Greening cattle diets, US company looks to the ocean

By Jane Byrne contact

- Last updated on GMT

© GettyImages/smovic
© GettyImages/smovic

Related tags: methane emissions, UC Davis, Beef, seaweed

US company, Blue Ocean Barns, says it has developed a feed supplement from the red seaweed, Asparagopsis taxiformis, which, when minimally processed and fed in small amounts to cattle, significantly reduces their methane emissions.

The supplement makes up less than 0.3% of the cattle’s feed; the company said it works by preventing hydrogens from binding to carbon atoms during digestion and creating methane in cattle burps. 

A study by researchers at University of California, Davis, published in July this year​, claimed that the persistent reduction of methane emissions in beef steers by such A. taxiformis​ supplementation would suggest this is a viable feed additive to decrease the carbon footprint of ruminant livestock and potentially increase production efficiency. 

FeedNavigator (FEN) had a Q&A with Joan Salwen, CEO and co-founder of Blue Ocean Barns, to gauge the potential for the cattle feed supplement.   

FEN: Where is the company at in terms of approvals and commercial scale-up of the additive? 

JS: ​A commercial pilot using the red seaweed supplement was approved by the USDA National Organic Program this year. Blue Ocean Barns is in conversation with other regulators, both at the state and federal levels. As for commercial scale-up, we already have begun cultivating in Hawaii, and expanded operations to Southern California this month. We are on track for commercial operations to begin late next year.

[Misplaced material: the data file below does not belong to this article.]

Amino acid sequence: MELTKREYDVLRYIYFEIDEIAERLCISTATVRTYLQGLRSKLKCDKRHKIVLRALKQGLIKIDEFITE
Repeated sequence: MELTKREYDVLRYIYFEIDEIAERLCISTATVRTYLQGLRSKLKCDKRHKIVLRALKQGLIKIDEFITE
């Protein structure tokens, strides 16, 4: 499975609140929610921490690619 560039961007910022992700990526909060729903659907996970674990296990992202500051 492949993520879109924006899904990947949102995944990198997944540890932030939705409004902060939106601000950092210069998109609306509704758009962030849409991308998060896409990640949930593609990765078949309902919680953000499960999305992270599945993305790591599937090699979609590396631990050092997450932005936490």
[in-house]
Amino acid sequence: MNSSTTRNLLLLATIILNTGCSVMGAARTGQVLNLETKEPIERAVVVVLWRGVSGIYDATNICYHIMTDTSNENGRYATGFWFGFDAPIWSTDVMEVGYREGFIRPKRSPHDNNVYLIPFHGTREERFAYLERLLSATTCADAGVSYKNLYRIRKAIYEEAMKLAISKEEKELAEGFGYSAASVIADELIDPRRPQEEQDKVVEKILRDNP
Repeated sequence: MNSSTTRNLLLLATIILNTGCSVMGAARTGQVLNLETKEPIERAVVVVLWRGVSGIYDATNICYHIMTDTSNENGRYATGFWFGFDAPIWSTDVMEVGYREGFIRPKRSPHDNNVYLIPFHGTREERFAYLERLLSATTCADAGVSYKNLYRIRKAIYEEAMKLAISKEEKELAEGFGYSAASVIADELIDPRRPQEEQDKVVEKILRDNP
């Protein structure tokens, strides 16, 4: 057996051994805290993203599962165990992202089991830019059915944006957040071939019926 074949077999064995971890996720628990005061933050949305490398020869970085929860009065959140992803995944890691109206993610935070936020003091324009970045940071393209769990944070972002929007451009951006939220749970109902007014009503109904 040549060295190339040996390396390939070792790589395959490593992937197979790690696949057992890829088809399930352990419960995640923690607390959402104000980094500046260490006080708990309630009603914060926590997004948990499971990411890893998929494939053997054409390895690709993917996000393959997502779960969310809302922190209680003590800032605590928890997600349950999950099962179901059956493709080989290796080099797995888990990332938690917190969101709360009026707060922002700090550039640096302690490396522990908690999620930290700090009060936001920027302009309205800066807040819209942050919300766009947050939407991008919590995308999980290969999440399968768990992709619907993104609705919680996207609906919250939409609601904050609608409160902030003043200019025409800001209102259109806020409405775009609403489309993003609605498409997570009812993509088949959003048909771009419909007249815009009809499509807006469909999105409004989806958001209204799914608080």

FEN:When and where will the additive be launched, and is it branded yet? 

JS:​ We are planning to commercially launch with farmers in California. That said, Blue Ocean Barns has been in discussions with several global brands and their supply chains may encourage us to launch in other states or countries. We do not yet have a brand name for our supplement. 

FEN: How is the additive manufactured? 

JS:​ Our cultivation is on land in controlled photobioreactors, but we also will source material from ocean farms that meet our standards for quality and environmental stewardship. We have multiple patents pending that cover our proprietary manufacturing method.

FEN: What are the challenges around the supplement’s manufacture and how much will potentially be available in terms of volumes when production goes live?

JS:​ Producing this type of red seaweed at scale and at high potency is not an easy task. The seaweed grows fast and plentifully but can be fragile and needs to be optimized for use in cattle. I'm happy to say that our scientists and growing team have made a string of significant breakthroughs and our seed stock is expanding exponentially. By the end of 2021, we expect our proprietary supplement to be available at commercial scale.  

FEN: What data show the additive is safe in terms of control of the active ingredient bromoform in the seaweed from which it is derived?  

JS:​ Like kelp and nearly all seaweeds approved for use in food and feed, A. taxiformis​ produces bromoform. Study after study has shown the same thing: No bromoform residue nor abnormalities of any kind were detected in the animals’ meat, organs, fat, or feces. Additionally, bromoform levels in the tested milk were exactly the same as those found in the cows' drinking water on the farm - with no increase from the seaweed supplement.

FEN: Can you illustrate the economic viability of the additive as well?

JS:​ Our product has been shown in tests at UC Davis to reduce feed intake by 14% without any loss of average daily gain (ADG). A significant cost reduction in feed would be a strong win for farmers, since feed is their highest cost. We aren't yet ready to announce our commercial sales and distribution strategy, but the Blue Ocean Barns supplement will be a clear net-positive for farmers. 

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